Des Moines Looking For EB5 Regional Center Status
From The Waterland Blog:
by Ralph Nichols
Des Moines City Council members will hear at tonight’s meeting about an innovative immigration program to encourage financial investment by foreign nationals to stimulate economic activity in the United States.
Known as the Immigrant Investor Pilot Program, created by Congress in 1992, eligible immigrant investors may invest $500,000 in an economic venture that will create at least 10 jobs in exchange for the opportunity to become legal permanent U.S. residents.
These investors and up to 10 employees they may bring into the country are granted EB-5 – “employee-based fifth preference” – visas. They may apply for citizenship after five years.
Marion Yoshina, the city’s economic development manager, recently told The Waterland Blog these investors contribute to economic activity in “regional centers.”
They are defined as “any economic unit, public or private, engaged in the promotion of economic growth, improved regional productivity, job creation and increased domestic capital investment.”
Immigrant investors are already boosting economic activity through this pilot program in regional centers in Seattle and Tacoma and about 100 other locations nationwide.
Mayor Bob Sheckler predicted an “overwhelming” positive response by council members to the potential for inviting investment-program participation in Des Moines.
He said one local regional center for immigrant financial investment in Des Moines could be the 383-room Artemis Hotel, which will be located along Pacific Highway South north of Kent-Des Moines Road.
A five-star authentic Chinese restaurant will be part of the hotel complex, which now is in the final planning stage, and the developer could bring its chef and staff to the U.S. with EB-5 visas.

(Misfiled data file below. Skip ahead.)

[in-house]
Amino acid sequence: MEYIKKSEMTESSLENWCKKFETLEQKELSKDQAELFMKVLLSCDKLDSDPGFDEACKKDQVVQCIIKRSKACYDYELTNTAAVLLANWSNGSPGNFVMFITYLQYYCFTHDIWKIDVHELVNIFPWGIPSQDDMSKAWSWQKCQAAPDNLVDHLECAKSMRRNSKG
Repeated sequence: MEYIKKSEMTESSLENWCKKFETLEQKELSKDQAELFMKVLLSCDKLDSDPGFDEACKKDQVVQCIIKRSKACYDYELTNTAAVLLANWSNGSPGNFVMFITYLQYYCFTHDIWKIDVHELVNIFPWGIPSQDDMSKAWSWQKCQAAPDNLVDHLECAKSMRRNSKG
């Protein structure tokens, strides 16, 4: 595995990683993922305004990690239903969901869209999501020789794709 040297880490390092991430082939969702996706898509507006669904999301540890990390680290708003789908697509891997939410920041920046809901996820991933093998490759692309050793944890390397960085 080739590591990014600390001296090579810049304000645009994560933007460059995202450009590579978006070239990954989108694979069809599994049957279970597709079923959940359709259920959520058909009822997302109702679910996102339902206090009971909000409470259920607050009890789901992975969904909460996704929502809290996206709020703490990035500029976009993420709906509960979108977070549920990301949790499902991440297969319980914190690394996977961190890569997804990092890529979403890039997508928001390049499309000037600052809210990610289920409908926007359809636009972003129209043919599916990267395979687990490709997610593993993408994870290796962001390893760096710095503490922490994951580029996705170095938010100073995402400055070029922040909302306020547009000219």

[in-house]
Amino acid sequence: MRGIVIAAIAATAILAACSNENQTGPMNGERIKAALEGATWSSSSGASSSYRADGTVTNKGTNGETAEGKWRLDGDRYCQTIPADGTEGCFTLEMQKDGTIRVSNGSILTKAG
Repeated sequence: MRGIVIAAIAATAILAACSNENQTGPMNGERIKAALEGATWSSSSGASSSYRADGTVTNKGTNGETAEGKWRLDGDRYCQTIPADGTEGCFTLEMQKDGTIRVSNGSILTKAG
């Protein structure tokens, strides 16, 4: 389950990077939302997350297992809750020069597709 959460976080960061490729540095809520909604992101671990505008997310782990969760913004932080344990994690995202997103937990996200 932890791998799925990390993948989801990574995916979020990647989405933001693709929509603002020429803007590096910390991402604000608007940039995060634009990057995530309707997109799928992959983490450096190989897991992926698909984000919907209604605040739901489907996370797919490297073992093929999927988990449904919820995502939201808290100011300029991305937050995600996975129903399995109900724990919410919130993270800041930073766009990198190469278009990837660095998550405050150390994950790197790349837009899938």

“It doesn’t matter what [regional centers] are as long as they contribute to the economy,” Yoshino said. A city can apply for regional center designation, but usually it is the investor who makes that request.
“When opportunities for getting investment capital for development projects are scarce, it’s a wonderful thing for Des Moines,” she added. This program can boost “the wonderful trend toward revitalization of our area. Great things are coming together.”
Sheckler said Des Moines will benefit from regional centers established locally by foreign investors with new family wage jobs, an expanded tax base, one-time permitting fees – and the multiplier effect on job creation that results from increased commercial activity.
“The tide is really turning,” he continued. “This area is undervalued. Property is an incredible buy right now. We also offer incredible convenience to the airport and three major cities in the region.”
Yoshina said city participation with immigrant investors in regional centers locally would include endorsement of their ventures and expediting the permitting process.
The law permits three methods for these investors to establish a commercial enterprise: create an original business; purchase and restructure or reorganize an existing business; or expand an existing business to increase by at least 40 percent either its net worth or number of employees.
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